The Supreme Court on Thursday ruled against Puerto Rico in a politically charged dispute over the island's power to enforce its own criminal laws. The justices ruled 6-2 that the US territory can't prosecute people for local crimes if they've already been convicted of similar charges in US federal court, reports the AP. The ruling helps clarify the island's legal status at a time when the issue has caused deep divisions between officials from the US and Puerto Rico. The court sided with two men who said the principle of double jeopardy prevented Puerto Rico officials from prosecuting them on weapons charges after they had already pleaded guilty to federal charges for the same offense. Puerto Rico officials had argued that the island could still bring charges under its own laws—something that the 50 states have power to do under the principle of state sovereignty.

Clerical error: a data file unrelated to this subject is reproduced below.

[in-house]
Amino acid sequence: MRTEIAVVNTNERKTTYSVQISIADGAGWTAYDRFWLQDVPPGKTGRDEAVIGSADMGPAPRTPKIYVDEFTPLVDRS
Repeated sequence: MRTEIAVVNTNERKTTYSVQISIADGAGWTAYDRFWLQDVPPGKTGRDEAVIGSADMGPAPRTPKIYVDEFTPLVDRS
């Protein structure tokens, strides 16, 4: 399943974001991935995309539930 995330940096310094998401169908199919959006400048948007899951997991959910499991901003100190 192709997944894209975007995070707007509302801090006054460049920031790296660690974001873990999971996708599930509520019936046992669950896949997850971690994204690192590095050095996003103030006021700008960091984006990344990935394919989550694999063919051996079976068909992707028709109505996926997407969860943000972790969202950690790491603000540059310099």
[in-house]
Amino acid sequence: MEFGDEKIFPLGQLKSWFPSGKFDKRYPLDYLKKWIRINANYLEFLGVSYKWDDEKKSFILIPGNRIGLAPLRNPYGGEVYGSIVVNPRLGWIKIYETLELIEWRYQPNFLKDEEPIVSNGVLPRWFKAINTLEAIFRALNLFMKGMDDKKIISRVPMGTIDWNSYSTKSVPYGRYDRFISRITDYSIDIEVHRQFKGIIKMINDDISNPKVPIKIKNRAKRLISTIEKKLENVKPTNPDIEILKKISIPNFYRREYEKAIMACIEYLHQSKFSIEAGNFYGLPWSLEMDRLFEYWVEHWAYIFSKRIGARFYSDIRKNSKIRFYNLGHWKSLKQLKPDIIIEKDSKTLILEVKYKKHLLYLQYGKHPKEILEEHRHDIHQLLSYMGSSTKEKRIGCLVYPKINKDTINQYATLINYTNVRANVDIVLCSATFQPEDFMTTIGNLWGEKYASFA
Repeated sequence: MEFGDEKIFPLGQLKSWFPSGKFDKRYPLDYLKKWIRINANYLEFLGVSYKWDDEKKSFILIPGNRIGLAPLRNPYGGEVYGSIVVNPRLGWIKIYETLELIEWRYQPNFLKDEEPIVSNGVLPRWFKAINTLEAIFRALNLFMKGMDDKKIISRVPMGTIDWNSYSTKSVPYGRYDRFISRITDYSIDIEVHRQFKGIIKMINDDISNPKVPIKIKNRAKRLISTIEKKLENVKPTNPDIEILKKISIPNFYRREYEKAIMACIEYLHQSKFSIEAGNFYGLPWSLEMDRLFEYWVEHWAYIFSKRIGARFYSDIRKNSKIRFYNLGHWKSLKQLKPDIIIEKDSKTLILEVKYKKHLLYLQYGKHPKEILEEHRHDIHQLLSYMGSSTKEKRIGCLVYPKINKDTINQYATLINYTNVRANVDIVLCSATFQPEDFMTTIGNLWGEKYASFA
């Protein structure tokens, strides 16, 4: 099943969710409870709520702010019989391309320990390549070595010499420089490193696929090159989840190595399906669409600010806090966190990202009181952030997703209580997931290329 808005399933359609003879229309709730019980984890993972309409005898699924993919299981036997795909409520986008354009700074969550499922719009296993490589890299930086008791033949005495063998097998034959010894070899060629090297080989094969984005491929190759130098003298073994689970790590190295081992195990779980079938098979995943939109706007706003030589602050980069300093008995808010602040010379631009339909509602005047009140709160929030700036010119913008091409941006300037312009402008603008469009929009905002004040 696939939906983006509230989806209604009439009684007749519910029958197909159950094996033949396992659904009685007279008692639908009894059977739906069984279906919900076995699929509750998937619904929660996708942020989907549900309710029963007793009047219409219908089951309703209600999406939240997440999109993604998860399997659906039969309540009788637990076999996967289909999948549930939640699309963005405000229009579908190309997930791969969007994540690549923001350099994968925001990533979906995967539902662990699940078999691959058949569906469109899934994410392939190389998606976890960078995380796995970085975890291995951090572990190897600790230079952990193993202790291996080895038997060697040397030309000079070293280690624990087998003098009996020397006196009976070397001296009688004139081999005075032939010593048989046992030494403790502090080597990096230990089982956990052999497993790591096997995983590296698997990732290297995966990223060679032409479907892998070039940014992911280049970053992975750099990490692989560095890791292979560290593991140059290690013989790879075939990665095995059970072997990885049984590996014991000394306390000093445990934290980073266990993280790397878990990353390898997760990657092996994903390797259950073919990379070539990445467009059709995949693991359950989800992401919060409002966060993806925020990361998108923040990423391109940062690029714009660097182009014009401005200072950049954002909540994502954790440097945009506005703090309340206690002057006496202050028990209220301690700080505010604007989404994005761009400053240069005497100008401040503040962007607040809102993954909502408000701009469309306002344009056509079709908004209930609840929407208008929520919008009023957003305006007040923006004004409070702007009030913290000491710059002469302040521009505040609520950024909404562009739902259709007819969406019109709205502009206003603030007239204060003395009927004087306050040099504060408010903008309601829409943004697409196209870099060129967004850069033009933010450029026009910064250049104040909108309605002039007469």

But "there is no getting away from the past," wrote Justice Elena Kagan. "Because the ultimate source of Puerto Rico's prosecutorial power is the federal government ... the Commonwealth and the United States are not separate sovereigns." USA Today sums up the ruling thusly: "Puerto Rico has its own Constitution and elects its own leaders, but it remains under the thumb of Congress." Justice Stephen Breyer dissented from the majority decision, saying that over time, the source of Puerto Rico's criminal law "ceased to be the US Congress and became Puerto Rico itself, its people and its constitution." He was joined by Justice Sonia Sotomayor. (Read more Puerto Rico stories.)